donations of fruit were placed on the open table, compost bin at the ready, day four

Gig poster

Gig poster

Tomorrow is the fourth anniversary of the raids in Ruatoki and other places, so there’s a few events to mark the passage of this time.

14th October – Solidarity gig in Wellington

An amazing line-up of musicians including Riki Gooch, Imon Starr, Mara TK, and Bennie Tones will play a free gig at the Southern Cross on Friday, October 14th to celebrate the solidarity and support given to the many people involved in the Urewera case over the past four years.

FREE Gig to commemorate the four-year anniversary of the State Terror Raids on communities throughout Aotearoa, and to celebrate the on-going solidarity and support for the defendants.

Featuring Riki Gooch, Mara TK, Imon Starr, Vanessa Stacey, DJ Hammondhead, Mikki D, Sheeq n La, and Benny Tones.

Venue: Southern Cross, Abel Smith Street, Wellington
Date: 14th October 2011
Time: from 9pm

Operation 8: Deep in the forest

There are opportunities around the country to see the ‘Operation 8’ documentary. The film is now also available on DVD. Have a look in your local DVD store for a copy. For more information see

Waiheke – Waiheke Cinema
Friday, 14 Oct, 8pm

Devenport – Victoria Picture Palace
Thursday, 13 Oct, 3pm
Friday, 14 Oct, 3pm
Saturday, 15 Oct, 3pm
Sunday, 16 Oct, 3pm
Monday, 17 Oct, 3pm
Tuesday, 18 Oct, 3pm
Wednesday, 19 Oct, 3pm

Auckland – Academy Cinema
Thursday, 13 Oct, 12.30pm
Friday, 14 Oct, 12.30pm
Saturday, 15 Oct, 3.45pm
Sunday, 16 Oct, 3.45pm
Monday, 17 Oct, 12.30pm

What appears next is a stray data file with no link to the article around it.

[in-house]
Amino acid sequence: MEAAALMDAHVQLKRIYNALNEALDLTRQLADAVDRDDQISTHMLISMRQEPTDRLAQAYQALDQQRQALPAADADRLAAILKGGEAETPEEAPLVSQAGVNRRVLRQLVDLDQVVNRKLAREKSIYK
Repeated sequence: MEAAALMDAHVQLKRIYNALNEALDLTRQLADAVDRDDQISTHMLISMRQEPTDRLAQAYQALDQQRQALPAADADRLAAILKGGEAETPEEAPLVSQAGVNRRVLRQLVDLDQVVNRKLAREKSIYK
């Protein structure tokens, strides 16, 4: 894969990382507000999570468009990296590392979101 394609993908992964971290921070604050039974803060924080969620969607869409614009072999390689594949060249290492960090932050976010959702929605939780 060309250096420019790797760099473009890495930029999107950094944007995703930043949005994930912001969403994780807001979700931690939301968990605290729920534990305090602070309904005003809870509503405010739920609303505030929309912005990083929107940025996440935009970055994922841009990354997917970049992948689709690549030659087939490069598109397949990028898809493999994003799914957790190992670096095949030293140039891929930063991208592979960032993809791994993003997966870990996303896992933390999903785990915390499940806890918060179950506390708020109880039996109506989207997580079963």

Tuesday, 18 Oct, 12.30pm
Wednesday, 19 Oct, 12.30pm

Raglan – The Old School
Friday, 14 Oct, 7.30pm

Whakatane – Cinema 5
15 Oct – time tbc

New Plymouth – Arthouse Cinema
17 Oct – time tbc

Wellington – The Paramount
Saturday, 15 Oct, 11.45am
Saturday, 15 Oct, 6.15pm

Dunedin – Metro Cinema
Screenings start 15 Oct

Tonite's panel. Oops, couldn't get Heather Roy into the frame ...

Tonite's panel. Oops, couldn't get Heather Roy into the frame ...

This week’s line-up included ACT MP Heather Roy’s last attendance, supported by Labour MP Lianne Dalziel from Christchurch East, National MP Todd McClay from Rotorua and Green MP Kevin Hague, who although a list MP lives on the West Coast, and maintains a strong interest in the affairs of the local constituents.

The ‘Double-downgrade’, as it’s being called (‘a fiscal fact you can choke on’?) was the headline topic as Wallace and Damian rolled into a wet and windy Wellington show.

Most of the pub tables were taken up by members of PRINZ, the professional body for PR people, so it was a very different crowd than usual, despite an influx of young Labour supporters right before the show started. I lucked into a seat just before the filming began, but had to rely on the screens for a view as the wall of student shoulders clustered around the bar and the stage manager’s taped white line on the floor totally obscured the panel!

‘Teh News’ roundup focused, not surprisingly, on Dan Carter’s groin strain, and we were apprised of Wallace’s degree of compassion on this issue as he castigated Damian for his frivolity and told us all that he’d experienced groin strain and it was no laughing matter. Cue Damian heading off-screen to recover as Wallace went on with the script.
Ahem, Wallace, if you’re reading – TMI, darling, only your lovely girlfriend needs to know the state of your groin, mm hmm, ‘kay?
The rest of us would have been happy to have remained in ignorance of the depth of your experience in the matter under discussion ….

Back to politics again, Wallace went round the panel asking them how serious the Standard & Poors and Fitch downgrades are for the NZ economy. Fascinating, I could almost hear Sir Roger’s teeth grinding somewhere in Wellington by telepathy as Heather answered. The rest went through their paces, with Kevin making very good points about the cost of rebuilding Christchurch having had a strong effect on the decision to downgrade.